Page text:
When you lose someone you love, it is really distressing, not only because you have lost the person but you’ve lost the relationship with them and the possibility of making new memories and sharing new experiences.
Soon after death, you may experience shock, numbness, denial and disbelief. This is all normal.
Grieving is a natural human experience and everyone grieves in a unique way. There is no right or wrong way.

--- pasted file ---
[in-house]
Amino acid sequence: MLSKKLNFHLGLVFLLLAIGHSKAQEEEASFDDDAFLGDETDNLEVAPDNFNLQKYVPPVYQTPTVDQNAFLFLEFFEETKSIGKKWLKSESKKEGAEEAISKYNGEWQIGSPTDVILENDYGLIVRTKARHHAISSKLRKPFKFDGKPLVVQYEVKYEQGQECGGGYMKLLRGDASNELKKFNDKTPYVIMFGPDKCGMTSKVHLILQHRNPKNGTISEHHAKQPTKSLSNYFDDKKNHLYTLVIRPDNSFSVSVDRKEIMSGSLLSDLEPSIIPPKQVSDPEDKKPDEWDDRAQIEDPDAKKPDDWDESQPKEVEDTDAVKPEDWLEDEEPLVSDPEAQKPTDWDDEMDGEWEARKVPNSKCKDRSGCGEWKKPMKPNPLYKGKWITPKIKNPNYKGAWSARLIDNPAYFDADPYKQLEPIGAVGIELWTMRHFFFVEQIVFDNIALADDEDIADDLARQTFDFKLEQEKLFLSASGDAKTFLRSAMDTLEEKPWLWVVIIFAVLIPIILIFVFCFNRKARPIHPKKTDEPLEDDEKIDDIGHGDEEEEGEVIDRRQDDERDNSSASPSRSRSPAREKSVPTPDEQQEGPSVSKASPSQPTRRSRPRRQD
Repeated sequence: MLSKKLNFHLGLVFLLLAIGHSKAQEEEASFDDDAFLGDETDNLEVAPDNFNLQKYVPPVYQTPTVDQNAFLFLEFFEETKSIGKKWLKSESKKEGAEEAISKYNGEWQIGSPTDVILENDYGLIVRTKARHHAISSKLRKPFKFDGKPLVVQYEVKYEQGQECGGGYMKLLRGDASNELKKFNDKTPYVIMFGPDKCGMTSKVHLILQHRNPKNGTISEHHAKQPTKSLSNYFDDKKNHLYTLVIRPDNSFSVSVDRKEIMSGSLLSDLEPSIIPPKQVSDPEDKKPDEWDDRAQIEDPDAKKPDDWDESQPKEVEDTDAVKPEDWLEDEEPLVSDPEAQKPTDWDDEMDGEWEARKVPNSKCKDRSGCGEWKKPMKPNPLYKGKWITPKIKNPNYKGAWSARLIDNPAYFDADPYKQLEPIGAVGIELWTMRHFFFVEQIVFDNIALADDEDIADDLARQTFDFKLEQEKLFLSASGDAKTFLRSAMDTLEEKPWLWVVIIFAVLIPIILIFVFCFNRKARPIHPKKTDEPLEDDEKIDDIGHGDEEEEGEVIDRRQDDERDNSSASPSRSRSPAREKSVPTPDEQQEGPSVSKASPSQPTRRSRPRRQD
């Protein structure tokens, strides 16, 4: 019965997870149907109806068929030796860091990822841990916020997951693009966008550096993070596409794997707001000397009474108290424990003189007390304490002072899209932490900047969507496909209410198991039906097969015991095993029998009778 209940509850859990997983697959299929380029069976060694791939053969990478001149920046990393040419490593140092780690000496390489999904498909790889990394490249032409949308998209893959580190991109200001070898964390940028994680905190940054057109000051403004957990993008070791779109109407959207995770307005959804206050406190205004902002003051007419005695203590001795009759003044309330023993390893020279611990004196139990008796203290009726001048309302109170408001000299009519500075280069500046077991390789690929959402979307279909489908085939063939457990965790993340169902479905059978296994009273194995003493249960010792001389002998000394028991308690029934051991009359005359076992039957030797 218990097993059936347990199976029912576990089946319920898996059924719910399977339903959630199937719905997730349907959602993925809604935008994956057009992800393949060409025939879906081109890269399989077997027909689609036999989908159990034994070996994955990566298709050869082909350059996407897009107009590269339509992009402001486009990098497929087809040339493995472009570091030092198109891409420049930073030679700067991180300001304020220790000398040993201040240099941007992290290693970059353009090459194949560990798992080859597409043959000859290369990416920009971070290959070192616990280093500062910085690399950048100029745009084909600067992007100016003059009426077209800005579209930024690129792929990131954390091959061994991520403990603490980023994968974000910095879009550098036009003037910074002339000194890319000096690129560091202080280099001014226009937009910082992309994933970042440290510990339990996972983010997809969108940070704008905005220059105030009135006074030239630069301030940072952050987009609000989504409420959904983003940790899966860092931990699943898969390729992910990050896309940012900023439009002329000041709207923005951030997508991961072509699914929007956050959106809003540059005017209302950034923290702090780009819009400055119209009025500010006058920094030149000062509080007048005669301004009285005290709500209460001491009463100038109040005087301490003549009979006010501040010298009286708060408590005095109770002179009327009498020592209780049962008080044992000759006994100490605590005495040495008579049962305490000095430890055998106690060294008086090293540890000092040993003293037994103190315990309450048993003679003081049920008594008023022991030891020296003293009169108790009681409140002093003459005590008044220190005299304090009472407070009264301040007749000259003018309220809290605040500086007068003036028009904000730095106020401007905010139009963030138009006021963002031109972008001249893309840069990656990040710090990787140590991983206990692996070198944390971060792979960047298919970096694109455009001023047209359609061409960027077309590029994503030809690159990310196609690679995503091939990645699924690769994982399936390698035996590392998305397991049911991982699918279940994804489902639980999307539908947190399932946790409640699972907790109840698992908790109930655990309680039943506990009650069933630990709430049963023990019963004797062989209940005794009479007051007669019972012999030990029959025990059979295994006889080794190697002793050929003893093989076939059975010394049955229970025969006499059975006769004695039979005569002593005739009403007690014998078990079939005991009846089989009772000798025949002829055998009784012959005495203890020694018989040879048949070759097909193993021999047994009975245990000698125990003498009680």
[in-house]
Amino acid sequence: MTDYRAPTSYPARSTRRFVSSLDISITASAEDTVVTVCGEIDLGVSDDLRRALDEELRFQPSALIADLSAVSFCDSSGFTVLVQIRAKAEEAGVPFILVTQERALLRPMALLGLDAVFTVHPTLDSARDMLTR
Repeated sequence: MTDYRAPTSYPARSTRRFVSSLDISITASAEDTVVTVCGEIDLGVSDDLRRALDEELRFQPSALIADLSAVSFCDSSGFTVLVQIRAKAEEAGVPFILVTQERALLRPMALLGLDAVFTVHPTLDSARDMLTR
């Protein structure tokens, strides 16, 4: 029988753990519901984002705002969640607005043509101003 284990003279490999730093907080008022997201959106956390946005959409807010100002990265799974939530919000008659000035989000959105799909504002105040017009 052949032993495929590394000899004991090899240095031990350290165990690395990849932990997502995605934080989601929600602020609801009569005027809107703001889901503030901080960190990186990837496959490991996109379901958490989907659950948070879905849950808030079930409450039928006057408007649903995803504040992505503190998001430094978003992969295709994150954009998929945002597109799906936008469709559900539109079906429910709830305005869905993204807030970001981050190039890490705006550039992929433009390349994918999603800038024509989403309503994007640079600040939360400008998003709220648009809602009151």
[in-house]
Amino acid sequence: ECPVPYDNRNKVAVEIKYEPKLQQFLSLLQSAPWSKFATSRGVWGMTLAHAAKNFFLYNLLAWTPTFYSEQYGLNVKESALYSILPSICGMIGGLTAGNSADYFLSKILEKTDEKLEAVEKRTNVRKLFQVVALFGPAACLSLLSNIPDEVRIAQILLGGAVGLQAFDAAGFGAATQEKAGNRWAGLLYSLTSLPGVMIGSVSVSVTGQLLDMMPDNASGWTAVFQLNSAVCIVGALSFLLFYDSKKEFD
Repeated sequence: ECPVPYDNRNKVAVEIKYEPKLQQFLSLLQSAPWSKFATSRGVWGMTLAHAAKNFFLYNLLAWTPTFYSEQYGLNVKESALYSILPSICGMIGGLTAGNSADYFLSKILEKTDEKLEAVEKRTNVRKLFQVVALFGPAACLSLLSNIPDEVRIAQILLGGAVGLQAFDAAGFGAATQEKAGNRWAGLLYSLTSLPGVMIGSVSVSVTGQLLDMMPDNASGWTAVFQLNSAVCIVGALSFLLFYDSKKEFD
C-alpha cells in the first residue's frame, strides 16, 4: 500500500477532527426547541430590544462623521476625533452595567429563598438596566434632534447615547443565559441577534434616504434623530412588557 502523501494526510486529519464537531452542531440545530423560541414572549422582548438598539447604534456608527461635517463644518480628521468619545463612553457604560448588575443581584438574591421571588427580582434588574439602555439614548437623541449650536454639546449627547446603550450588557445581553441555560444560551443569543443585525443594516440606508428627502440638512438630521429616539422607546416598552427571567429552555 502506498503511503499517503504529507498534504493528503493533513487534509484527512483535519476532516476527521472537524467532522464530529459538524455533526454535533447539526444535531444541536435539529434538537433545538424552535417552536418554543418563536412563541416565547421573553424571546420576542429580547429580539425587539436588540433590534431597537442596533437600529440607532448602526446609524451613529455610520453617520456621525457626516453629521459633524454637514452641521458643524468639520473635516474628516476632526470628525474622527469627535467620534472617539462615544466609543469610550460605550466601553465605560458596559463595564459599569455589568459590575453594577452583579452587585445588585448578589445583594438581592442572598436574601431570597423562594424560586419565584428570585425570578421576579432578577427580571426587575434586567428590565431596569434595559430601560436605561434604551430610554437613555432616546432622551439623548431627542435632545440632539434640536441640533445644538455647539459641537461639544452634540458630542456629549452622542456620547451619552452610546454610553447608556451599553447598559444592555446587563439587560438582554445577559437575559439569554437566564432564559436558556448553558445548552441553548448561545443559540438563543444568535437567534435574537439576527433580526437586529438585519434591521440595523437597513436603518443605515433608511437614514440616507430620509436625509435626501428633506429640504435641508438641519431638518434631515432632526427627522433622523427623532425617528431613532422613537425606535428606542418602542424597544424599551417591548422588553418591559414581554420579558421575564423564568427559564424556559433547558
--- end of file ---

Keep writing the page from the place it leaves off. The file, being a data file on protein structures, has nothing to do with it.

But it is exhausting and it can make you feel angry. Angry that you have lost your loved one, angry that you are left behind, angry that other loved ones are now in pain too.
Bereavement does not go away but you learn to live with it.
Counselling can help understand and make sense of what the new life without your loved one can look like.
When you feel ready to seek counselling, I can help you by providing a safe place where you can talk to me about your experience of bereavement and all the feelings that this has brought up for you.
I have trained and volunteered with Cruse Bereavement Care which hopefully gives you more reassurance that you are in safe hands with me.